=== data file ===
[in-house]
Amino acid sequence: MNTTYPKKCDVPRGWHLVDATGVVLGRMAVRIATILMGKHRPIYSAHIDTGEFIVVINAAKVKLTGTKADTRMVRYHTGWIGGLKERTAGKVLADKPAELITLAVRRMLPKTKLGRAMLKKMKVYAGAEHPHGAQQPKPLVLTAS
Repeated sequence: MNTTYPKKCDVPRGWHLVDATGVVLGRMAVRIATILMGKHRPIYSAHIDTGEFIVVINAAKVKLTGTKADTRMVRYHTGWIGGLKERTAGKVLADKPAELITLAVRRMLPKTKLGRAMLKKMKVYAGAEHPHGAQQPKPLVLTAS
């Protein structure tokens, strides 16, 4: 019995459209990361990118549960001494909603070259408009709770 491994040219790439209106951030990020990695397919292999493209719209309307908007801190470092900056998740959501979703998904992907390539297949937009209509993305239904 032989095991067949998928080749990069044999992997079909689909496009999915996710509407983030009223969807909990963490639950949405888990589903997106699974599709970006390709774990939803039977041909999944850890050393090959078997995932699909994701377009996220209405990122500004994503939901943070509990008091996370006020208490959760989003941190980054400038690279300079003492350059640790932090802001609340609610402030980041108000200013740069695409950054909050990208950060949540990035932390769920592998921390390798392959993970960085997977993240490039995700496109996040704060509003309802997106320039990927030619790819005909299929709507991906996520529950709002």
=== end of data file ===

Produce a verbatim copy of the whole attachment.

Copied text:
[in-house]
Amino acid sequence: MNTTYPKKCDVPRGWHLVDATGVVLGRMAVRIATILMGKHRPIYSAHIDTGEFIVVINAAKVKLTGTKADTRMVRYHTGWIGGLKERTAGKVLADKPAELITLAVRRMLPKTKLGRAMLKKMKVYAGAEHPHGAQQPKPLVLTAS
Repeated sequence: MNTTYPKKCDVPRGWHLVDATGVVLGRMAVRIATILMGKHRPIYSAHIDTGEFIVVINAAKVKLTGTKADTRMVRYHTGWIGGLKERTAGKVLADKPAELITLAVRRMLPKTKLGRAMLKKMKVYAGAEHPHGAQQPKPLVLTAS
């Protein structure tokens, strides 16, 4: 019995459209990361990118549960001494909603070259408009709770 491994040219790439209106951030990020990695397919292999493209719209309307908007801190470092900056998740959501979703998904992907390539297949937009209509993305239904 032989095991067949998928080749990069044999992997079909689909496009999915996710509407983030009223969807909990963490639950949405888990589903997106699974599709970006390709774990939803039977041909999944850890050393090959078997995932699909994701377009996220209405990122500004994503939901943070509990008091996370006020208490959760989003941190980054400038690279300079003492350059640790932090802001609340609610402030980041108000200013740069695409950054909050990208950060949540990035932390769920592998921390390798392959993970960085997977993240490039995700496109996040704060509003309802997106320039990927030619790819005909299929709507991906996520529950709002």